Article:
The government is setting up a £250m fund to help local authorities in England switch from fortnightly to weekly bin rounds. But there are fears recycling rates could be hit, Channel 4 News hears.
The policy, which applies only to councils in England, delivers on a pledge the Conservative party first made in opposition – when they promised to abandon fortnightly bin collections.
However after a “waste review”, which was completed in June, the government appeared to renege on the pledge, saying it could not force councils to bring back weekly rubbish collections.
The £250m still does not compel councils to switch back to weekly bin collections – but does provide a significant financial incentive for doing so at a time of austerity.
The latest change of position comes just ahead of the Conservative party conference in Manchester.
Environmental campaigners described it as “u-turn” and “astonishing waste of money”, but Communities and Local Government Secretary Eric Pickles said: “Weekly rubbish collections are the most visible of all frontline services and I believe every household in England has a basic right to have their rubbish collected every week.
I believe every household in England has a basic right to have their rubbish collected every week. Eric Pickles
“Our fund will help councils deliver weekly collections and in the process make it easier for families to go green and improve the local environment.”
It is not clear how the department will fund the move.
A spokesman for the Department for Communities and Local Government (DCLG) told Channel 4 News: “It is part of DCLG resources. As a department we have resources to allocate to our political commitments.
“As the Secretary of State said, the waste review has been going on for some time. He has not just woken up and decided to take £250m off other people. I am not aware of any budget being cut but I do not know the details on this and we are not publishing them.”
Funding from the Department for Communities and Local Government will be given to English local authorities which guarantee to retain or reinstate weekly waste collections for at least five years, and which demonstrate the potential to increase recycling rates or provide other environmental benefits as well.
The £250m “weekly collections support scheme” is expected to begin from next April. Councils will be able to bid for funding individually or in groups and can include the private sector “where this increases value for money”.
In August, households in Rossendale in Lancashire were told they would have to put their rubbish into car boots and drive to collection points so that the council could save £98,000.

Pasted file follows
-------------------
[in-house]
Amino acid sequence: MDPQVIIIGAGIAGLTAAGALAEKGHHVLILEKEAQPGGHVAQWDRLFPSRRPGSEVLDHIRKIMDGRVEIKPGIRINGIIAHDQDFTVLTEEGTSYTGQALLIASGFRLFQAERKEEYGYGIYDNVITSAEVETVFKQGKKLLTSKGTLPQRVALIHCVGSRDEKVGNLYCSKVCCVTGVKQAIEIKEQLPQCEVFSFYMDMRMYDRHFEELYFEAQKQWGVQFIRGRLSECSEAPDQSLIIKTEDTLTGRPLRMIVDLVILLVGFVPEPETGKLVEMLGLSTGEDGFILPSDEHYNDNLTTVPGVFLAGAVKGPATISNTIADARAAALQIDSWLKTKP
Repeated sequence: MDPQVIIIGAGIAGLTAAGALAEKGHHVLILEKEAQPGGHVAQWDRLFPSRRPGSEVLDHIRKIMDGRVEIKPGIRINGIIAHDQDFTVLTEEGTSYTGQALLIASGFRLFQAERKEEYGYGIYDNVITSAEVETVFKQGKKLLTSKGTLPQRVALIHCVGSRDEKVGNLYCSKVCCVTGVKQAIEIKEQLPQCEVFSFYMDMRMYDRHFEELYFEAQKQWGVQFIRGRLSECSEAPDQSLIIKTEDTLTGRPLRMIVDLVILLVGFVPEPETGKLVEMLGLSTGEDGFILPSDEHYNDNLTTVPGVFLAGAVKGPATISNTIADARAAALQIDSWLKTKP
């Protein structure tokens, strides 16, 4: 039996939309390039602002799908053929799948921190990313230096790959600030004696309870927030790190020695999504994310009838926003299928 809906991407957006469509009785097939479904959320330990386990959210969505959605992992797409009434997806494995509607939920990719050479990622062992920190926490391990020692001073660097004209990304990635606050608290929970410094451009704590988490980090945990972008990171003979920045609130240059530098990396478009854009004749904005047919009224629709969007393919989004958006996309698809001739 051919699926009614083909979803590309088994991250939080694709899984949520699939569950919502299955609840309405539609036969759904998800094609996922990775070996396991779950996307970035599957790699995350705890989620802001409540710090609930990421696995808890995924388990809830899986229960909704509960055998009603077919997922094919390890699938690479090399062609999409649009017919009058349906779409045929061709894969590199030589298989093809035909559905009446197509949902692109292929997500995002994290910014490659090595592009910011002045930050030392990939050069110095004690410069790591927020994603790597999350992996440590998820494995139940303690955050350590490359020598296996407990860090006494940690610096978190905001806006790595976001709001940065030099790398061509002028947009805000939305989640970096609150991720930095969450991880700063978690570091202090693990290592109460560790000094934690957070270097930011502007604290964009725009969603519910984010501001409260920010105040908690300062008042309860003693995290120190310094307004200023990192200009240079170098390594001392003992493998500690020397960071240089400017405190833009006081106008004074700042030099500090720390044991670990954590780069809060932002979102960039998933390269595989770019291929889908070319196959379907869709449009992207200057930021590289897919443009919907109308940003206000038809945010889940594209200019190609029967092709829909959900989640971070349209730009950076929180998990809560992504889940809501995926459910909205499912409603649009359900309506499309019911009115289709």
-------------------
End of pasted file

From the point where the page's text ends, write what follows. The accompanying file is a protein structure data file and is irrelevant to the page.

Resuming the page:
But a spokesman for the council was not convinced the announcement would change anything.
“We haven’t received any contact from central government with regards to any proposed changes so it is too early to say whether or not we will be taking this scheme up,” he told Channel 4 News.
The waste industry has also greeted the announcement with some caution.
It needs to be looked at very carefully to make sure it doesn’t have unforeseen and negative consequences. Chartered Institute of Waste Management
A spokeswoman for the Chartered Institute of Waste Management told Channel 4 News: “It just needs to be looked at very carefully to make sure that it doesn’t have unforeseen and negative consequences on recycling and also on the wider aspect, that local authorities are allowed to make the right decision for their local area.”
Research by the letsrecycle.com website earlier this year found that nine of the best performing councils in terms of recycling all have fortnightly bin collections, with recycling collected on alternate weeks.
Friends of the Earth‘s waste campaigner Julian Kirby said: “It’s remarkable that Eric Pickles has found spare cash so easily just before the Conservative party conference – but a return to weekly bin collections is an astonishing waste of taxpayers’ money and will have a disastrous impact on recycling.
“More than half of councils in England have taken up fortnightly collections – the government’s own advisors say they are not unhygienic if food waste is collected every week.”
However some welcomed the move. Doretta Cox, founder of the Campaign for Weekly Waste Collections, told Channel 4 News she was “delighted”, saying the Secretary of State had kept his word.
“The risks of not having weekly bin collections are well-documented: the first big thing is the smell of the bins but there are maggot infestations, flies – sometimes so bad people cannot sit in their gardens – and rats. There’s a great public health risk,” she said.